He made an offer to me. He said he would pay me a few hundred dollars a month if I would help mail his items to international destinations by officially falsifying the contents.

“What do I get out of it besides money? I’m pretty satisfied with my income,” I told him.

“If I showed you a few girls who are open to meeting you, I mean really gorgeous, precious, soft, kissable, hot young things, you would melt and get down on your knees and thank me. They are like manna from heaven,” he said.

“I don’t think I’m the right person for this. Sorry Bud,” I said.

His smile turned acrid. He now looked at me with derision and disgust.

“You’re a paunchy, middle-aged man with a bald spot and an average face. I’m offering you opportunities you can only dream of,” he said poking my gut. “Look at you. What woman would consider you? I’m giving you a free pass to ecstasy.”

“Thanks. But insulting me isn’t winning me over,” I said. He was not dissuaded.

“You told me something today you shouldn’t have. If I wanted to I could contact your supervisor and get you fired. Or worse,” he said.

He was referring to my earlier admission of mail fraud. And now he made me an offer to commit more of it.

“I’m only human. I told you something because I trusted you. Why do you want to hold that over me?” I asked.

He told me that financially and sexually he was helping me in two ways. Why would I stand in the way when there was so much mutual benefit?

He wrapped his arm around my shoulder and gave me a friendly, thumbing massage.

“Relax. Don’t try to be so human. It will destroy your life,” he said. We crossed Bakman and passed the SGI Buddhist Center where we again sat down on the steps.

“Keep repeating nam-myoho-renge-kyo. Nam-myoho-renge-kyo. Nam-myoho-renge-kyo,” he said.

He had co-opted that sacred chant for nefarious purposes.

I began to repeat it to calm myself. Words to soothe my guilt over future crimes. Nam-myoho-renge-kyo.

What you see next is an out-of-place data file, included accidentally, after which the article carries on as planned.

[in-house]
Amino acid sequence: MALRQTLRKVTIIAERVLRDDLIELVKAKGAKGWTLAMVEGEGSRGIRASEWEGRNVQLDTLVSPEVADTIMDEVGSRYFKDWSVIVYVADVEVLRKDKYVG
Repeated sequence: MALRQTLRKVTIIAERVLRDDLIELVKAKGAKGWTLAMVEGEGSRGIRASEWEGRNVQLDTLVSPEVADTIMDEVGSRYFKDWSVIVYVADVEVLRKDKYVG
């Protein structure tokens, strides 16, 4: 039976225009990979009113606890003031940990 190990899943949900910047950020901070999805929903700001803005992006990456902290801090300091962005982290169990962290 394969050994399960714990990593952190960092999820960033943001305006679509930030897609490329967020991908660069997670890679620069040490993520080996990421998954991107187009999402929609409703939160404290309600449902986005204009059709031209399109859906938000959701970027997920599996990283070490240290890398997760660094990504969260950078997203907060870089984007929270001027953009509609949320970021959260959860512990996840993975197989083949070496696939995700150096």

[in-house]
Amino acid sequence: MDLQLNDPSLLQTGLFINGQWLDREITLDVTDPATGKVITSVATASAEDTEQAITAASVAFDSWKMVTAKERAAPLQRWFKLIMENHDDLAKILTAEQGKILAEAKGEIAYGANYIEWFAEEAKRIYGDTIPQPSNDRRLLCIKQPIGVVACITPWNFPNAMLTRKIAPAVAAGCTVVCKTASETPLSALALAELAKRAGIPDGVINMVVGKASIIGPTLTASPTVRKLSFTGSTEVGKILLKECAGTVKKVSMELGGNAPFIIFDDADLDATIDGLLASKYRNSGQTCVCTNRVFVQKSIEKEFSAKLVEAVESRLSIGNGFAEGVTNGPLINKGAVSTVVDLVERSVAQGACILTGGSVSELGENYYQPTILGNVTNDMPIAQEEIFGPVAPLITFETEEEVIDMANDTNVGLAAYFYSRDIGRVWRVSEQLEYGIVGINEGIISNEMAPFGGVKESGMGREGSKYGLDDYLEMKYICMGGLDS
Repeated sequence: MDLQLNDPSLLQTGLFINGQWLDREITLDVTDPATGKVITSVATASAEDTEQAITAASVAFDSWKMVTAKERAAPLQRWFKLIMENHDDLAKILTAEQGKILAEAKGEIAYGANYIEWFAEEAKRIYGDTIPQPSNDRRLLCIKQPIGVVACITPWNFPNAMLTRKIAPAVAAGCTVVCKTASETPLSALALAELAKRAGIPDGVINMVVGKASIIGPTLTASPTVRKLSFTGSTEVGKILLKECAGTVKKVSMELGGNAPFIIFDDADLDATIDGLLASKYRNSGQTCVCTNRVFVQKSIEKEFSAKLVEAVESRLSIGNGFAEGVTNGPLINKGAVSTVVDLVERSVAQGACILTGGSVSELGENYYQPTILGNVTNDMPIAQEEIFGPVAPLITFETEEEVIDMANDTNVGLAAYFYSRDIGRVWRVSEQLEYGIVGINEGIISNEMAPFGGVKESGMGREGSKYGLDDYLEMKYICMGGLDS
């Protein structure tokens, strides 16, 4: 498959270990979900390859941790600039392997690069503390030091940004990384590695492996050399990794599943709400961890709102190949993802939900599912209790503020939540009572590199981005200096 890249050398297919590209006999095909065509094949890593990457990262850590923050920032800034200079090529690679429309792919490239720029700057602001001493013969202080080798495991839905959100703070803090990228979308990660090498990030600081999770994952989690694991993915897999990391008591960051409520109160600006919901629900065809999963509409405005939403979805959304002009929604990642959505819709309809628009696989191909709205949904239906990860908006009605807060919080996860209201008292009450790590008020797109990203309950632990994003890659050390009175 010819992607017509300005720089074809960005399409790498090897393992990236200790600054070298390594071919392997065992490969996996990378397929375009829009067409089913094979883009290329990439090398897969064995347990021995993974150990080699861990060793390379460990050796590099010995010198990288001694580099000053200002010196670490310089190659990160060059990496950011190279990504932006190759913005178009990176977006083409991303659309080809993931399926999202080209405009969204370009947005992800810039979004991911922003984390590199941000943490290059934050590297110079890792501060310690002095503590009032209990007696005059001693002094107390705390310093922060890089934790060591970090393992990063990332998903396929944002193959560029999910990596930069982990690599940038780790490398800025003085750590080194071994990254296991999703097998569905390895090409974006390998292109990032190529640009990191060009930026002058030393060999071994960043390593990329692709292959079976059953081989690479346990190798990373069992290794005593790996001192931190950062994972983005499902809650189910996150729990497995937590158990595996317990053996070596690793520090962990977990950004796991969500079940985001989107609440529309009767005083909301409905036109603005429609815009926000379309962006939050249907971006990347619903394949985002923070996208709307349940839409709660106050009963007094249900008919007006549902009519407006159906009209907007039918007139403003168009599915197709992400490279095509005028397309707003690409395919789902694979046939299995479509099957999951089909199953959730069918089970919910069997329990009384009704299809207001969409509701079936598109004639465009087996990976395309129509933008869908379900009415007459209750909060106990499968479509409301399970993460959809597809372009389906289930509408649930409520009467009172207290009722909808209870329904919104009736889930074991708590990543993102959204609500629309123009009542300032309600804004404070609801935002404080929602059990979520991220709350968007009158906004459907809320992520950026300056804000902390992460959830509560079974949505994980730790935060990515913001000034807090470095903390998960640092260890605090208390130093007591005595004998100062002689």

The Law

In our postal cafeteria, tacked to a corkboard, was the following notice:

 “Section 1470 of Title 18, United States Code, prohibits any individual from knowingly transferring or attempting to transfer obscene matter using the U.S. mail or any means or facility of interstate or foreign commerce to a minor under 16 years of age. Convicted offenders face fines and imprisonment for up to 10 years.

In addition, Section 1466A of Title 18, United State Code, makes it illegal for any person to knowingly produce, distribute, receive, or possess with intent to transfer or distribute visual representations, such as drawings, cartoons, or paintings that appear to depict minors engaged in sexually explicit conduct and are deemed obscene.”

 On lunch break, drinking my usual pint of chocolate milk, I’d stand near the vending machine and review the US Federal Obscenity Laws, taped to a wall, while casually and quickly denying any of them applied to me. Often a milk mustache would walk out of the cafeteria with me indicating my carelessness and disregard for detail.

I wasn’t sending obscene materials to minors. I certainly wasn’t sending illustrations such as drawings, cartoons or paintings. My reading of the law was selective.

So I continued my arrangements with Amir.

I walked over to his apartment, a couple times a week, and went upstairs, into stale smoke, trampled shag carpeting, and yellow curtains, pulled shut against invasive, blinding afternoon sun.

In his living room, he set up a soft-box light, camera on tripod, and sheets pinned to the walls and the ceiling. The young and pretty students came, undressed, and sat on the sofa, naked, under our gaze. Amir directed them to curl up, spread out and seduce.

After the shoot, he’d hand some of them two-hundred bills and guide the girls into another room, a bedroom, where they would climb under a white comforter, pulled up to their naked necks, and wait for me to enter.

Every week I had a new, young delight. After exhausting myself in sexual intercourse I’d marvel that I had somehow stepped into a world of fantasy that few middle-aged men experience.

After the client had left, I’d hang around Amir’s apartment. He handed me dozens of brown, soft packages, ready to mail to Dubai, Russia, Chile, Germany, Japan, Greece, Sweden and Israel.

I sent out his subscription magazines at work. He became my second employer, turning me into a shadow broker of sorts between him and the US Postal Service.

Renata

One day Amir asked me to go by myself to meet a new client, 18-year-old Renata Lopez. After work, I walked over to North Hollywood High School, wearing a red cap as an identifier. I was there to bring her to a hair stylist for a pre-shoot blowout.